Mixed Race & Identity Formation

Identity Formation: The impact of well-being on mixed race people.

This is an exciting new project by Kyle Collingwood that will be explored through a storytelling lens. The aims for the project are to explore vast experiences of growing up mixed race, both the struggles and the achievements particularly with themes around displacement, reaction from a community or identify as a place.

These experiences will be explored through a storytelling lens that can then craft these embodied experiences into personal stories that the participants can then share as a piece of spoken word/poetry or as a story for whatever feels most comfortable to them.

For further information contact Kyle directly: Kylecollingwood03@gmail.com

Contact Us for PIH membership queries, invites to CHAT Zooms and the details of the next meeting in March 2024!___________________________________________________________________________________________________

Breaking Stereotypes With Data: A Report on Mixed Race Children and Families in the UK. Published by People in Harmony 2018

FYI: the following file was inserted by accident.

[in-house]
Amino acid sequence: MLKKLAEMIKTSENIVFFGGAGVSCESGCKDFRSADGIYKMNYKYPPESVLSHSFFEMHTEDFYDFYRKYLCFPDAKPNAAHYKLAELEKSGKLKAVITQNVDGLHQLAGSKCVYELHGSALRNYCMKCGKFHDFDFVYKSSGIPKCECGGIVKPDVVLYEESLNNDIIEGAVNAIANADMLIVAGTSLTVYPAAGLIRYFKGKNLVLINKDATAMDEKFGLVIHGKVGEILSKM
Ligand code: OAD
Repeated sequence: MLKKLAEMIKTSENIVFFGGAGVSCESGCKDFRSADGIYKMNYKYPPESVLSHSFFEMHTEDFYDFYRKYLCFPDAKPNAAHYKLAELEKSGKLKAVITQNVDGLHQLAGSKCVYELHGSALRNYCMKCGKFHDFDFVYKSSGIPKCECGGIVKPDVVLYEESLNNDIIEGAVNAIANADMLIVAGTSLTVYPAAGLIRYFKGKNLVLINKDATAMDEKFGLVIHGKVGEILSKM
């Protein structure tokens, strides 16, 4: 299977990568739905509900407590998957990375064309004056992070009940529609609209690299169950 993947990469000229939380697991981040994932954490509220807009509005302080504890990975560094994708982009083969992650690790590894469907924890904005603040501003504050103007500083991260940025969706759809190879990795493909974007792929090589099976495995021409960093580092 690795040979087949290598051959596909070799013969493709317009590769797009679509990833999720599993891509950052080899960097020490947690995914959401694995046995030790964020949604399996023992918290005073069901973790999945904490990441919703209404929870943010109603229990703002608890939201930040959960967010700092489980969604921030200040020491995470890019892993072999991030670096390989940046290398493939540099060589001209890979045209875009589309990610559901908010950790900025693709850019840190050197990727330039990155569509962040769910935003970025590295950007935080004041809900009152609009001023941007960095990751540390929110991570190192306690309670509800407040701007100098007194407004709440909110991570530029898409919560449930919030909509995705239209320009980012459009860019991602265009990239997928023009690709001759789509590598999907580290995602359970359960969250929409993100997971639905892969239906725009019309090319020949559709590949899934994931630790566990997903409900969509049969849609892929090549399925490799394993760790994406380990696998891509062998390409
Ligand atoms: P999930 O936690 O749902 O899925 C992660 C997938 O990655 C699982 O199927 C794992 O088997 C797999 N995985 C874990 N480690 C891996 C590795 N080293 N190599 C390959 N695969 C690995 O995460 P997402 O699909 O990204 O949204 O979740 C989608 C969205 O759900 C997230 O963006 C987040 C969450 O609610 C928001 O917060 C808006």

‘Breaking Stereotypes with Data’ is the first of its kind to deliver robust academic research with nuanced guidance and care from a mixed race community organisation. This report shows a contemporary view of the lived experiences of mixed race people and families, and calls upon government, health services, local government, public services and other organisations to improve their services and practices for mixed race children and families.

The results confront and disprove any lingering negative stereotypes of mixed race children and families. Previous social research and the new interviews show us that negative perceptions still exist and have a measure of impact on mixed race families. Yet analysis of these data show that there is no basis to these stereotypes, specifically that mixed race children are ‘mixed up’, or that parents of mixed race children place them at a disadvantage.

Therefore, the report is ‘breaking stereotypes with data’, concluding that the lives of mixed race children and families are far more complex than stereotypes would have us believe.